As always , in the run up to Budget 2002-2003, there was much speculation about what the budget would or would not contain, and what finance minister Yashwant Sinha might or might not say in his speech. February 28 has come and gone, and the speculation is over. Budget pundits are now busy dissecting the budget for the benefit of the few that are not engrossed in cricket, politics, religion or the gruesome carnage in Gujarat.
No matter what Sinha might have said, there were some things he certainly did not say in his speech. These include bold measures for greening the budget, and changing the manner in which environmental policy is made in the country. What follows is wishful thinking about what one would have liked to hear Sinha saying on February 28:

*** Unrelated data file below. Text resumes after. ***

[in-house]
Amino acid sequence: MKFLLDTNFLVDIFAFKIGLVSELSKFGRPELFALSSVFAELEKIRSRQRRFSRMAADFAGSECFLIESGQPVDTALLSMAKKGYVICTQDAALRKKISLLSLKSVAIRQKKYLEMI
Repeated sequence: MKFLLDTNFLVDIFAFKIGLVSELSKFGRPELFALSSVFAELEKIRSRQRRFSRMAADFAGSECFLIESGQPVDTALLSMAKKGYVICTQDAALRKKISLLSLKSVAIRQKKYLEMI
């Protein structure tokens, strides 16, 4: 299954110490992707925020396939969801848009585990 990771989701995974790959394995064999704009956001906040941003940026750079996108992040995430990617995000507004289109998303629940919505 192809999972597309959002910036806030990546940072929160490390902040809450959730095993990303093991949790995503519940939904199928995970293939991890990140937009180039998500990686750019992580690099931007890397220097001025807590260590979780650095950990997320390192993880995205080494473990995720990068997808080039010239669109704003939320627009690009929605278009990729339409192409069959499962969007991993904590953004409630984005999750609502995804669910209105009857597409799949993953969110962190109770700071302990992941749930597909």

“101. Honourable members, I now turn to an important issue, namely, that of environmental degradation. As this august House is well aware, the severity and magnitude of environmental problems in our country has brought us to a point where the cost of environmental degradation every year is almost as large as the rate of growth of the economy. In other words, environmental problems threaten the very sustainability of our economic development. It is imperative that we move beyond tokenism and tinkering with the tax code to a paradigm shift in tackling our environmental problems